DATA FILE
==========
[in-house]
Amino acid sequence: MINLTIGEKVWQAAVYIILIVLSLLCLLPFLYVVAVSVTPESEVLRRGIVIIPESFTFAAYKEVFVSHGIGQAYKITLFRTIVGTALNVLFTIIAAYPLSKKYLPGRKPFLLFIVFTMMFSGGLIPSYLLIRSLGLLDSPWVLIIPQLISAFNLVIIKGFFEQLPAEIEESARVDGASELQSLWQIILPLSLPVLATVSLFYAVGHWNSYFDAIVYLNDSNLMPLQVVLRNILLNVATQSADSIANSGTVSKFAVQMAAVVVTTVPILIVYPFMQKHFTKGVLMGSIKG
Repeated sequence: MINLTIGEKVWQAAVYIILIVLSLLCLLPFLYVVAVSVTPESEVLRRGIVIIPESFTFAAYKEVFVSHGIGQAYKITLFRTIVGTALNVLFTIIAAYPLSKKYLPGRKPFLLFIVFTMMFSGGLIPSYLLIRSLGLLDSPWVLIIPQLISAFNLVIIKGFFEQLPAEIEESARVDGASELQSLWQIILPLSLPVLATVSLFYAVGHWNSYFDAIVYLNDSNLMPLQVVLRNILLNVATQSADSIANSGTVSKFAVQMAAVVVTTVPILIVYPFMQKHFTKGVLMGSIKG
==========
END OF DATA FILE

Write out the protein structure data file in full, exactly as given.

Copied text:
[in-house]
Amino acid sequence: MINLTIGEKVWQAAVYIILIVLSLLCLLPFLYVVAVSVTPESEVLRRGIVIIPESFTFAAYKEVFVSHGIGQAYKITLFRTIVGTALNVLFTIIAAYPLSKKYLPGRKPFLLFIVFTMMFSGGLIPSYLLIRSLGLLDSPWVLIIPQLISAFNLVIIKGFFEQLPAEIEESARVDGASELQSLWQIILPLSLPVLATVSLFYAVGHWNSYFDAIVYLNDSNLMPLQVVLRNILLNVATQSADSIANSGTVSKFAVQMAAVVVTTVPILIVYPFMQKHFTKGVLMGSIKG
Repeated sequence: MINLTIGEKVWQAAVYIILIVLSLLCLLPFLYVVAVSVTPESEVLRRGIVIIPESFTFAAYKEVFVSHGIGQAYKITLFRTIVGTALNVLFTIIAAYPLSKKYLPGRKPFLLFIVFTMMFSGGLIPSYLLIRSLGLLDSPWVLIIPQLISAFNLVIIKGFFEQLPAEIEESARVDGASELQSLWQIILPLSLPVLATVSLFYAVGHWNSYFDAIVYLNDSNLMPLQVVLRNILLNVATQSADSIANSGTVSKFAVQMAAVVVTTVPILIVYPFMQKHFTKGVLMGSIKG